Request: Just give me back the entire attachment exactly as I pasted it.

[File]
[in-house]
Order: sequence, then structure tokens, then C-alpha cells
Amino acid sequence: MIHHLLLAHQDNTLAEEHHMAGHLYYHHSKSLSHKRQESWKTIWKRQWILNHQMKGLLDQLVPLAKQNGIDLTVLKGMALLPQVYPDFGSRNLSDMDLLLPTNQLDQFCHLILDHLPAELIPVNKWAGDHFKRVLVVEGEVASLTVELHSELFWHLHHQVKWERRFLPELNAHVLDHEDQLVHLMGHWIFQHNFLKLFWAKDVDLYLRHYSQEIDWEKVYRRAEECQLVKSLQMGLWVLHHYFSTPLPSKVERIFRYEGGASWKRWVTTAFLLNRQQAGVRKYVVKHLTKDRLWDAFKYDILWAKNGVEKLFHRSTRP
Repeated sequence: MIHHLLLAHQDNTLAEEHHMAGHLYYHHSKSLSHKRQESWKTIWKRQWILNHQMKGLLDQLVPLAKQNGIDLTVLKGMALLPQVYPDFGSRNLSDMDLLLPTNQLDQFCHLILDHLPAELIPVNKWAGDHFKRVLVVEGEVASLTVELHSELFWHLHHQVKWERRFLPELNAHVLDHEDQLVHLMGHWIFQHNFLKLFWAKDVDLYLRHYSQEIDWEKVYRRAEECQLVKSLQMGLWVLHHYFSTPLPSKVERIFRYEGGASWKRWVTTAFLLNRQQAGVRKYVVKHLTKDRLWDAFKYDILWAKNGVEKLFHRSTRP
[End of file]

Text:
[in-house]
Order: sequence, then structure tokens, then C-alpha cells
Amino acid sequence: MIHHLLLAHQDNTLAEEHHMAGHLYYHHSKSLSHKRQESWKTIWKRQWILNHQMKGLLDQLVPLAKQNGIDLTVLKGMALLPQVYPDFGSRNLSDMDLLLPTNQLDQFCHLILDHLPAELIPVNKWAGDHFKRVLVVEGEVASLTVELHSELFWHLHHQVKWERRFLPELNAHVLDHEDQLVHLMGHWIFQHNFLKLFWAKDVDLYLRHYSQEIDWEKVYRRAEECQLVKSLQMGLWVLHHYFSTPLPSKVERIFRYEGGASWKRWVTTAFLLNRQQAGVRKYVVKHLTKDRLWDAFKYDILWAKNGVEKLFHRSTRP
Repeated sequence: MIHHLLLAHQDNTLAEEHHMAGHLYYHHSKSLSHKRQESWKTIWKRQWILNHQMKGLLDQLVPLAKQNGIDLTVLKGMALLPQVYPDFGSRNLSDMDLLLPTNQLDQFCHLILDHLPAELIPVNKWAGDHFKRVLVVEGEVASLTVELHSELFWHLHHQVKWERRFLPELNAHVLDHEDQLVHLMGHWIFQHNFLKLFWAKDVDLYLRHYSQEIDWEKVYRRAEECQLVKSLQMGLWVLHHYFSTPLPSKVERIFRYEGGASWKRWVTTAFLLNRQQAGVRKYVVKHLTKDRLWDAFKYDILWAKNGVEKLFHRSTRP